Inside take on a Folger, Bodleian, and Ransom Center exhibition on the creation and afterlife of the King James Bible on the 400th anniversary of its publication.

Posts tagged “Norwich Cathedral

Building the Bible by Hand

Detail of the 2nd page of Genesis from the King James Bible, handset in re-created type. Photo courtesy of Stan Nelson.

Detail of the 2nd page of Genesis from the King James Bible, handset in re-created type. Photo courtesy of Stan Nelson.

As part of the celebration of the 400th anniversary of the printing of the King James Bible in 2011, the library at Norwich Cathedral in Norwich, England prepared an exhibition. During this exhibition, they planned to conduct demonstrations of letterpress printing, the method used to print the first editions of the King James Bible in 1611.

In order to do the demonstrations, the library at Norwich needed authentic type of the kind used 400 years ago. The librarian there, the Rev. Peter Doll, contacted me because he didn’t know of anyone who could find/make all of the letters needed to re-set these pages.  I am presently one of the few practicing punchcutters in the world.

For this project, we decided to make type forms of the first two pages of the book of Genesis.

In order to make the forms, I enlarged digital scans of pages from the original 1611 edition of the King James Bible until they were exactly the correct size. I then compared the founts (fonts) with a variety of type specimens to determine which kinds of type had been used in 1611.

I quickly determined that some of the type was made from the matrices of Francois Guyot, a Flemish typefounder. Other founts were ‘Garamond,’ named after another 16th century punchcutter and still seen in many word processing programs today. A few lines remain unidentified, but are close to Garamond’s types.  The black letter fount (also known as Old English) is a widely-used design that originated in Paris in the 15th century and continued to be used through the 18th century.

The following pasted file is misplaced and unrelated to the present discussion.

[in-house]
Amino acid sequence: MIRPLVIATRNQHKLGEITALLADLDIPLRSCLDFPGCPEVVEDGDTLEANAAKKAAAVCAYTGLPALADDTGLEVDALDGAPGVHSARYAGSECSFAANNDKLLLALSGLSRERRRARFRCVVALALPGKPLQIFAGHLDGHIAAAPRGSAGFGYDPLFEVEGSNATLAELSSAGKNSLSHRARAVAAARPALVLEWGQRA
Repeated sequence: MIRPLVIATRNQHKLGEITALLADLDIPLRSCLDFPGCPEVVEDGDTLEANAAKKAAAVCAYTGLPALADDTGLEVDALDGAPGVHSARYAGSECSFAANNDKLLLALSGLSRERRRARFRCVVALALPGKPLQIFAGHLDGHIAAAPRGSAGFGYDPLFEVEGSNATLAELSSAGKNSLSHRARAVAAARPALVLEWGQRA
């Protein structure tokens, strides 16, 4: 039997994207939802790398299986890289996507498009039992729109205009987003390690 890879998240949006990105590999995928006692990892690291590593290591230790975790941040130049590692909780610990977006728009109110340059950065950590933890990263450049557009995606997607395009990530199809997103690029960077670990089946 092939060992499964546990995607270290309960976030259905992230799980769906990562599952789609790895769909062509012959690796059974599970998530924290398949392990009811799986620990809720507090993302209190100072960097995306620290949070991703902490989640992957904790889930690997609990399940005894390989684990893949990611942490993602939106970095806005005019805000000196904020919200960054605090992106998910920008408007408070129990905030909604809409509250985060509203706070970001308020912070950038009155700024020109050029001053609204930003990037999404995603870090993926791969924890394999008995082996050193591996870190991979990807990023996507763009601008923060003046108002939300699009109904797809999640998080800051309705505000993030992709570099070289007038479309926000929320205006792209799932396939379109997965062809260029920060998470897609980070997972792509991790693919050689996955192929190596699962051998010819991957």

These formes presented a challenge as they would require the acquisition of actual, three-dimensional metal types in the correct type designs–Goyot, Garamond, and black letter–that were used by the London printer, Robert Barker, 400 years ago.  Finding authentic types would have been a demanding task a century ago, when letterpress was ‘king’, but today, commercial typefounding resources are nearly gone.  The solution to getting the correct printing letter was a collaboration between members of the American Typecasting Fellowship, a loose organization of amateur type founders who have worked to preserve antique type making materials. These type makers provided a great deal of the types needed.

Matrices for the black letter survive in several museums, but were not available for casting. For black letter, a modern re-cutting provided the ‘bare bones.’ The Guyot types are not extant.  Modern recuttings of many versions of Garamond exist and could be used on this project. But all of these designs would have to be specially cast for these pages, and many sorts had to be purpose made.